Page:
Japanese Design Online
By Aaron Britt / Published by Dwell
Here is Satoshi Itasaka's iconic Balloon Bench.

Here is Satoshi Itasaka's iconic Balloon Bench.

This entry comes from associate editor Jordan Kushins, and Spoon and Tamago is a site she quite adores. It's a great spot for the latest in Japanese graphic design, art, and culture, and we always like to check in on writer Johnny Strategy's Tokyo-New York musings. Check out this post on furniture designers Satoshi Itasaka's love of conceptual design.


If you take your ideas as hot as your industrial design, the social commentary, design criticism, and Marxist bent of Neojaponisme should strike you just right.

Wakiiii on Flickr

This is a former Shibuya-ke House from 1822. Image by wakiiii.

This is a former Shibuya-ke House from 1822. Image by wakiiii.

Flickr is often a good bet if you aim for little more than browsing endless photos, and the user wakiiii has a killer set of photos of Japanese architecture, modern and otherwise. Lots to see here. My favorites tend to be the small houses like this one.


Japanese Magazine Cover: Design, Vol. 2. Yusaku Kamekura. 1960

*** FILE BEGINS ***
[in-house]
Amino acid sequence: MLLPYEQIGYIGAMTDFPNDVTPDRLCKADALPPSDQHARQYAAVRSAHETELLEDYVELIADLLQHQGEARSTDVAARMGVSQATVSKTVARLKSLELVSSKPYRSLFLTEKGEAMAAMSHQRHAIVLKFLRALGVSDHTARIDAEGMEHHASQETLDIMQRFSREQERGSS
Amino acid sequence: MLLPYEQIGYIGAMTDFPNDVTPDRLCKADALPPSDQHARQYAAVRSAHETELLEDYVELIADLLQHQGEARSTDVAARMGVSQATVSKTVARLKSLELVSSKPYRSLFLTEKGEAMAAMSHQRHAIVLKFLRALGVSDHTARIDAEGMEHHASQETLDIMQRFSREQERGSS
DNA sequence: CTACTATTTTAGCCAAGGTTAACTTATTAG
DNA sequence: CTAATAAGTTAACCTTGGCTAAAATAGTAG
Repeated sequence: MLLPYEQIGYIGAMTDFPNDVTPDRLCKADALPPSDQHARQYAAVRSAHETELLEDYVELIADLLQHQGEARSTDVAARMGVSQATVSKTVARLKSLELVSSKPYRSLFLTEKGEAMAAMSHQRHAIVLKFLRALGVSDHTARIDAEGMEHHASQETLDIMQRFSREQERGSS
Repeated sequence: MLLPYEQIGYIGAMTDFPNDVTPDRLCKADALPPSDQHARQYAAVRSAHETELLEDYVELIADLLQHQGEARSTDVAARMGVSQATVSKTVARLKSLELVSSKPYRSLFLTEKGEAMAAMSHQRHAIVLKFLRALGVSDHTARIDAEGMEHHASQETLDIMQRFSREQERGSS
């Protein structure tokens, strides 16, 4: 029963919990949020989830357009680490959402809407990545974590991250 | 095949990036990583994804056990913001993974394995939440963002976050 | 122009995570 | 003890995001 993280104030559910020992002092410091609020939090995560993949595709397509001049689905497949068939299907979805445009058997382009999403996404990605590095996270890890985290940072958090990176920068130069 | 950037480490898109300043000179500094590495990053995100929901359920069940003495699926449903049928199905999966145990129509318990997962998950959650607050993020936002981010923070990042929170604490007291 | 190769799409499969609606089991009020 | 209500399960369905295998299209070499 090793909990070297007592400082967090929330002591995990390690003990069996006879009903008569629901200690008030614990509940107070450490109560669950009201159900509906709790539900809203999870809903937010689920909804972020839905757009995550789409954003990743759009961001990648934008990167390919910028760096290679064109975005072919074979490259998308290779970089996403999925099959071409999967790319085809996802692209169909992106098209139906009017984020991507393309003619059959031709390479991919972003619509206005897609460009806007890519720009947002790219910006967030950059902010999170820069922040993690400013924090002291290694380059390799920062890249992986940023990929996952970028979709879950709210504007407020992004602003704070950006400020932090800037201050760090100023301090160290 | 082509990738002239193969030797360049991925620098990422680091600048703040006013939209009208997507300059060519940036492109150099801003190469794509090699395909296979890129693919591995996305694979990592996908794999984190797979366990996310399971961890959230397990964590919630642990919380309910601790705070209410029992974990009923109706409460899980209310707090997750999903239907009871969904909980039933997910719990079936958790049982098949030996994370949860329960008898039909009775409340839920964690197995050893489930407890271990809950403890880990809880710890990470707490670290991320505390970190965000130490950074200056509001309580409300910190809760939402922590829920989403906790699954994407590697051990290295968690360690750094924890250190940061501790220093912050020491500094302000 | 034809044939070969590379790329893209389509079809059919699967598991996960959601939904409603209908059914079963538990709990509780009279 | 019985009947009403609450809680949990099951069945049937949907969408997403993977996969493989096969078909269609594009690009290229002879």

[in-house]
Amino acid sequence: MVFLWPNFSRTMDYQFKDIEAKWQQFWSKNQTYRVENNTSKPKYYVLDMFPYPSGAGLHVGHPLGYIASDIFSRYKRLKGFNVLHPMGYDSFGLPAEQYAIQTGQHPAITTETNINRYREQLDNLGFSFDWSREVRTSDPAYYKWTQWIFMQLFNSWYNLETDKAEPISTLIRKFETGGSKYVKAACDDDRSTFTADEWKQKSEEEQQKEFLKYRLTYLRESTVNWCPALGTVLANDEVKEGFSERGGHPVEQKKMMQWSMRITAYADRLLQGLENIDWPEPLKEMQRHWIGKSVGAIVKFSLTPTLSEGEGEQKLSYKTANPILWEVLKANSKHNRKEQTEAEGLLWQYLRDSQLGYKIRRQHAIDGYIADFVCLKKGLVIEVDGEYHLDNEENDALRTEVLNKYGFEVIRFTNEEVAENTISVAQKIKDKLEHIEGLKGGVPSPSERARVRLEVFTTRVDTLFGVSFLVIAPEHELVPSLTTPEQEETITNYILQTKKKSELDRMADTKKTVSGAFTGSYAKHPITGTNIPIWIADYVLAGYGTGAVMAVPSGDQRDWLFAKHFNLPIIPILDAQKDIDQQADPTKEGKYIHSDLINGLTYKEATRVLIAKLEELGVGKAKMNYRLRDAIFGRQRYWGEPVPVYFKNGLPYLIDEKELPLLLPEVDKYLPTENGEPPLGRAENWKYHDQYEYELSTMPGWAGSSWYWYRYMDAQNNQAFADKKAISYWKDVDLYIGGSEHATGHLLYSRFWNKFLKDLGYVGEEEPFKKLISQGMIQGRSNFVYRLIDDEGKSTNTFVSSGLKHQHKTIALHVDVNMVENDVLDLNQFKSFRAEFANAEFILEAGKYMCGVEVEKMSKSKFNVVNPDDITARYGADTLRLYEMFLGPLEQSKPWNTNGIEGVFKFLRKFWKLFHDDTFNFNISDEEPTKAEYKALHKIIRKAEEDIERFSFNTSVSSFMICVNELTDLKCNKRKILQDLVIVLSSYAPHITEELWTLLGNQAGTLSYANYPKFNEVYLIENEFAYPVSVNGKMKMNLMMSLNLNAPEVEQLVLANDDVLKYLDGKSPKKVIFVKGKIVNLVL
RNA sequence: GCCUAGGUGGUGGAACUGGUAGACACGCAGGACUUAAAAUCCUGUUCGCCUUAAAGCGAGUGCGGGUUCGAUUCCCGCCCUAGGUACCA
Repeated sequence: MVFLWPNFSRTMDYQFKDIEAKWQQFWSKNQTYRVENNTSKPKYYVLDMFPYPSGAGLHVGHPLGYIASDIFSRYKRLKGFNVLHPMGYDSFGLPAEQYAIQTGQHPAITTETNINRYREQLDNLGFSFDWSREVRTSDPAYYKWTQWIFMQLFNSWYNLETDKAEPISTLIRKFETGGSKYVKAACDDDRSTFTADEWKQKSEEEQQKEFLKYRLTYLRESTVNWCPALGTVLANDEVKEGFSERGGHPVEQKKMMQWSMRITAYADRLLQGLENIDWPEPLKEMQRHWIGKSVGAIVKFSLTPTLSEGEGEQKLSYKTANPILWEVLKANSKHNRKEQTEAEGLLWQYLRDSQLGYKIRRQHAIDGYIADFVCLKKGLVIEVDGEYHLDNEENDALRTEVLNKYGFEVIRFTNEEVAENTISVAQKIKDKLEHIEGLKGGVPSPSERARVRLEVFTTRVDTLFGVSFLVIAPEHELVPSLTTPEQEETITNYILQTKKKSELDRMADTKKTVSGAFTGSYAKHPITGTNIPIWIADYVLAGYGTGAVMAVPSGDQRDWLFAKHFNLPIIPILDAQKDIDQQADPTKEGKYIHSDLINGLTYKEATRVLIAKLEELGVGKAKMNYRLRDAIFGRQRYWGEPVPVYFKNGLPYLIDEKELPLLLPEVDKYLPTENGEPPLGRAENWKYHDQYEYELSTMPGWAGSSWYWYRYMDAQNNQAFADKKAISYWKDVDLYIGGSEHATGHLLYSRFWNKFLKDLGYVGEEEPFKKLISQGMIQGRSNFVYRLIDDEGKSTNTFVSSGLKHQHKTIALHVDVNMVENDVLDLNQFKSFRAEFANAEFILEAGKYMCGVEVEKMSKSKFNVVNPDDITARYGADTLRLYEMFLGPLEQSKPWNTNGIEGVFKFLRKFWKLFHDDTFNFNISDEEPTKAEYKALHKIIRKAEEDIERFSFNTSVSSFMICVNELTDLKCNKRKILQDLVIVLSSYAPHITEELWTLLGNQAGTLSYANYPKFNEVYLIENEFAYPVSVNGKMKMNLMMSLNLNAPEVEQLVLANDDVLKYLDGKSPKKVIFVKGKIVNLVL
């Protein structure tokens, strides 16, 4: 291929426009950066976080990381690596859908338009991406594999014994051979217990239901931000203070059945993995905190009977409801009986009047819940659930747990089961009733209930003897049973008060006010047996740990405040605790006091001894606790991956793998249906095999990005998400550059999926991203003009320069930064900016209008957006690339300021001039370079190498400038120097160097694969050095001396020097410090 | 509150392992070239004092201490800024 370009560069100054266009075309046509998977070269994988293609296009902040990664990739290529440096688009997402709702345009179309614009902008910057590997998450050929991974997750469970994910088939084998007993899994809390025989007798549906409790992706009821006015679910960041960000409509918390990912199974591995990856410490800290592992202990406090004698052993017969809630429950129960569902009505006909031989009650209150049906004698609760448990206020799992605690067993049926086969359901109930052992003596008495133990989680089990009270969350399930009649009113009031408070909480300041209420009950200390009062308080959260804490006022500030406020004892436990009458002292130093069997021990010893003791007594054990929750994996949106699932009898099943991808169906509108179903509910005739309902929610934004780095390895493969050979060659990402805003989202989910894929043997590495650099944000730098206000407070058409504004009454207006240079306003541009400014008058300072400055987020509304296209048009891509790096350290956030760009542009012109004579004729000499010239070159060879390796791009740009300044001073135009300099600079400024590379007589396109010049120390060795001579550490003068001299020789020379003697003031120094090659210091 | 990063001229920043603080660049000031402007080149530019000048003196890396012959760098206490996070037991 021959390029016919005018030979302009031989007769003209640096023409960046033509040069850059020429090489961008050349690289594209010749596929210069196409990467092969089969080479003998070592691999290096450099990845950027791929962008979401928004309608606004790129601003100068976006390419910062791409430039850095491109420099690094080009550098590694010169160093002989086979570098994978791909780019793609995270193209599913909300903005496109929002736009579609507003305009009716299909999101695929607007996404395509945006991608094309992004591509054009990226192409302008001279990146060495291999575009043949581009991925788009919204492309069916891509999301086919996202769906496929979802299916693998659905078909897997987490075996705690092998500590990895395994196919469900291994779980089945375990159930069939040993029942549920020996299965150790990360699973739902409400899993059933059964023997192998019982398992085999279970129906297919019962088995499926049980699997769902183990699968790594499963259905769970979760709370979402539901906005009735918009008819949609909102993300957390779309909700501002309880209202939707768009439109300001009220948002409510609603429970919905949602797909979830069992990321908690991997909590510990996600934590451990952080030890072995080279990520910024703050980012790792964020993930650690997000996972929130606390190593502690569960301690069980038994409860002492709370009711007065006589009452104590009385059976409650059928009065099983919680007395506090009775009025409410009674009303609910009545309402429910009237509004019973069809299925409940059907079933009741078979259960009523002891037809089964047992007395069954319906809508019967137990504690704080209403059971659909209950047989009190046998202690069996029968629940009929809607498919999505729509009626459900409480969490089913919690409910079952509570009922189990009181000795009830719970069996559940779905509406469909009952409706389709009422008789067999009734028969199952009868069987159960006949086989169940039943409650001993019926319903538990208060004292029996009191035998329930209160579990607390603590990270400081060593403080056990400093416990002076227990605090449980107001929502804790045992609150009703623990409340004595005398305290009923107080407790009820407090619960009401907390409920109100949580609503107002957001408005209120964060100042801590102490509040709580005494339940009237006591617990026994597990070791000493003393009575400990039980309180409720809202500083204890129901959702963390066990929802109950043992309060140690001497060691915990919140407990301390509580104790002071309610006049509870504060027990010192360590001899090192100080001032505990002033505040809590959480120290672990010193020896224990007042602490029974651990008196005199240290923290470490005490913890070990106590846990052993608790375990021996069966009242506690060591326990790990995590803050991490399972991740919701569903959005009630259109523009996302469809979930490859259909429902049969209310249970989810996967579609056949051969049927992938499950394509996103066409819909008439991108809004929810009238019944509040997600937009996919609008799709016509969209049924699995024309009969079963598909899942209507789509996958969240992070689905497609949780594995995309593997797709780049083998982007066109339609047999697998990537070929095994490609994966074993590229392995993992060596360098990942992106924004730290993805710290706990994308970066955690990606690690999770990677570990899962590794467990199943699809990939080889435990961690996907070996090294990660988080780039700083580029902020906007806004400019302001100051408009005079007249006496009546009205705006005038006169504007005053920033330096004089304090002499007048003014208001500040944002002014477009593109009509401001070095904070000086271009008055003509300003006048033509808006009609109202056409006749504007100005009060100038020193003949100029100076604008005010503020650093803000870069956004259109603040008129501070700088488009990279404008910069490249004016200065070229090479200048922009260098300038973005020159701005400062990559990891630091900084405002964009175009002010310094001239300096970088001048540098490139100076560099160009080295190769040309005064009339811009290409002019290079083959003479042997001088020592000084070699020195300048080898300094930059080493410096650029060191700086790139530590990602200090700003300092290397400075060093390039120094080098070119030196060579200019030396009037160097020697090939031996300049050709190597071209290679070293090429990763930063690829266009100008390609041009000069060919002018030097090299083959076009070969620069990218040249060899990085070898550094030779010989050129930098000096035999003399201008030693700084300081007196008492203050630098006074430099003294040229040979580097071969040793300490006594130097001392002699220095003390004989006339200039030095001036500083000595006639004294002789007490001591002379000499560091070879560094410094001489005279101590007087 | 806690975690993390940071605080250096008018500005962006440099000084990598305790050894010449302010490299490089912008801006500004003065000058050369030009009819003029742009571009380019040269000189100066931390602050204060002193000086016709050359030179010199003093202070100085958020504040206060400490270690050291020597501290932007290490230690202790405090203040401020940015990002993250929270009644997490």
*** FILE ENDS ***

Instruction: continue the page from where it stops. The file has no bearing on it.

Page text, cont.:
Japanese Magazine Cover: Design, Vol. 2. Yusaku Kamekura. 1960

Graphic designer Ryan Hageman has a great tumblr site going that catalogs loads of Japanese posters, book jackets, illustrations, magazines, and more. In addition to being a pretty eye-popping site, Hageman allows users to sort the images by decade, offering a glimpse into what in the mind-bending compendium came when.


A glassed-in smoking cabin at a Japanese train station. Katayama writes, "it has this wonderful zoo animal on display effect that I found deeply entertaining as I waited for the shinkansen to Sendai a few weeks ago.

In our Japan Style issue we leaned on writer Lisa Katayama to report on what kinds of design opportunities can come out of a disaster, like the horrible tsunami in March. To get a greater sense of her take on all things Japan and design, visit her personal blog. A quick perusal includes a photo essay of drunken salarymen to the particular design of smoking lounges in Japanese train stations.


Aaron Britt


Aaron writes the men's style column "The Pocket Square" for the San Francisco Chronicle and has written for the New York Times, the Times Magazine, Newsweek, National Geographic and others.

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